Focus: Ginger

Ginger is one of those ingredients that took age and experience to truly understand. I mean, looking at it, it’s not a very appealing thing. Yet right next to spring onion, ginger is another indispensable ingredient in daily Chinese cuisine from all regions of the country. It has a bite and tastes spicy if you eat it raw (not recommended for the mild palette) and while you don’t have to eat it at all at the bottom of the pot, you do have to use it. Technically a root, it makes up the trifecta of Cantonese stir-fry aromatics (that would be together with spring onion and garlic) and can be used in everything from deserts to steamed dishes. If you love seafood, ginger is used to take away the “ocean smell” and is the Chinese cooking equivalent of using lemon in your salmon.

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WHAT TO DO:

  • Keep it dry. Put it in the fridge or in a cool dry place because mouldy ginger is bad.
    Use a parring knife to shave or peel the skin before use; I often use the blade to scrub back and forth along the skin and most of it will come of without taking too much ginger with it.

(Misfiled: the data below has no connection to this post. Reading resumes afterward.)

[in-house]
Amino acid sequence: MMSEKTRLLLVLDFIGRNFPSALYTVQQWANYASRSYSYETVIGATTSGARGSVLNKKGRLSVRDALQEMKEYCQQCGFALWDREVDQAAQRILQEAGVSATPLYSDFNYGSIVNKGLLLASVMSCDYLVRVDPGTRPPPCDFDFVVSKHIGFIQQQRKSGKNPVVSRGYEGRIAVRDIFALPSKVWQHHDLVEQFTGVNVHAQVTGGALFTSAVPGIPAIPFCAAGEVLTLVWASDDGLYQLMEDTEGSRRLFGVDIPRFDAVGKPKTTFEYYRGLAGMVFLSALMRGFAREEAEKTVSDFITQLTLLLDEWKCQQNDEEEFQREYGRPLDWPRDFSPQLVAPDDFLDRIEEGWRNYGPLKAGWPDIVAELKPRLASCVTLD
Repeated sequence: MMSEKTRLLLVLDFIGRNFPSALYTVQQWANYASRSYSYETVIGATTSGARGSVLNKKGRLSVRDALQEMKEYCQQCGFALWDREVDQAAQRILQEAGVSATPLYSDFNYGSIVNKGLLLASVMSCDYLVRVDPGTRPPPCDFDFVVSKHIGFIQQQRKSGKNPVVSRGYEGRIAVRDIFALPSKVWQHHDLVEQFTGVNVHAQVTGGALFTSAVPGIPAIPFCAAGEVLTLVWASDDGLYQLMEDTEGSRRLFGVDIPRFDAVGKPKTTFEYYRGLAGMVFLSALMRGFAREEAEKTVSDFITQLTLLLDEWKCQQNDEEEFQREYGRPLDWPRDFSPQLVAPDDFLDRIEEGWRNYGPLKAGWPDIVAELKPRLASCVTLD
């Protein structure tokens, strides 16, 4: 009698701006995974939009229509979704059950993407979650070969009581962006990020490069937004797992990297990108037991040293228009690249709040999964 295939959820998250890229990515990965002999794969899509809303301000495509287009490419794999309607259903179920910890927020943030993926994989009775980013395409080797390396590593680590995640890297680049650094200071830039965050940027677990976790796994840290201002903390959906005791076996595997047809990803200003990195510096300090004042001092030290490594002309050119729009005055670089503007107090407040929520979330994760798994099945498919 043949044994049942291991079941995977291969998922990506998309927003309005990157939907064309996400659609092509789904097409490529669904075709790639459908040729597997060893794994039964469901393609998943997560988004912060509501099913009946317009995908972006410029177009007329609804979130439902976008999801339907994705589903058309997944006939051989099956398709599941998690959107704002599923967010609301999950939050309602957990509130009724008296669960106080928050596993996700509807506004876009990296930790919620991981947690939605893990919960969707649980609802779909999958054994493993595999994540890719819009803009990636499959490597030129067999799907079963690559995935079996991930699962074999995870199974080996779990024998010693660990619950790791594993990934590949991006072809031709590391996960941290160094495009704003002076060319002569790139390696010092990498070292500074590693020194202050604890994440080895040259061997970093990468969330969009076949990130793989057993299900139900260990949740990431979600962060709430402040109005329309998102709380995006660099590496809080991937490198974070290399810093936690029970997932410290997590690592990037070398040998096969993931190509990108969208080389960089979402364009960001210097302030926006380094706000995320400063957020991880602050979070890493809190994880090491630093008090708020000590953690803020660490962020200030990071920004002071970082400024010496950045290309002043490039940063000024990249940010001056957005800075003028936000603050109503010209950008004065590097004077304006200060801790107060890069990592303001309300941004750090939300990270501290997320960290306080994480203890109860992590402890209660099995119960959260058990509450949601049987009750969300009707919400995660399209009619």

• Ginger can usually keep a long time so if its a good price, time to get a bunch.
  • Buy ginger that looks plump instead of super wrinkly and dried out. Ginger with stringy bits that look like fiberous threads means its quite old. Nothing wrong with using it for cooking (usually roasts or braised recipes) but its more hassle to cut.
  • Sometimes you might notice a little sprout or bud forming from your ginger, that’s just itself propagating (usually in warmer weather) but don’t be alarmed, it’s still find to eat.
  • In certain dishes its perfectly fine to use powdered ginger instead of fresh ginger but read you recipe carefully.

WHAT NOT TO DO:

Nothing I can think of at the moment but I will update if anything comes to mind. I suppose my only tip would be to approach ginger…gingerly if it’s your first attempt because the taste is a very strong one especially for young kids.

Also, don’t even try to use pickled ginger or candied ginger in lieu of fresh ginger. It’s not the same and won’t taste the same. If you’re thinking about it, stop thinking about it.

LAST WORD:

Ginger custard is a very popular Chinese desert that may tickle your fancy. It’s sweet and smooth yet has the distinct aroma of ginger without the sharp bite. Here’s a recipe from Taste Hong Kong and another from Kitchen Tigeress.

If you have a hard time getting a grip on this little root, Simply Recipe has a great post on how to cut, chop and julienne ginger.

Ever bought something that looks like ginger but didn’t turn out right in your dish at all? Chances are, you found its cousin galangal – more details in this enlightening post from The Kitchn.

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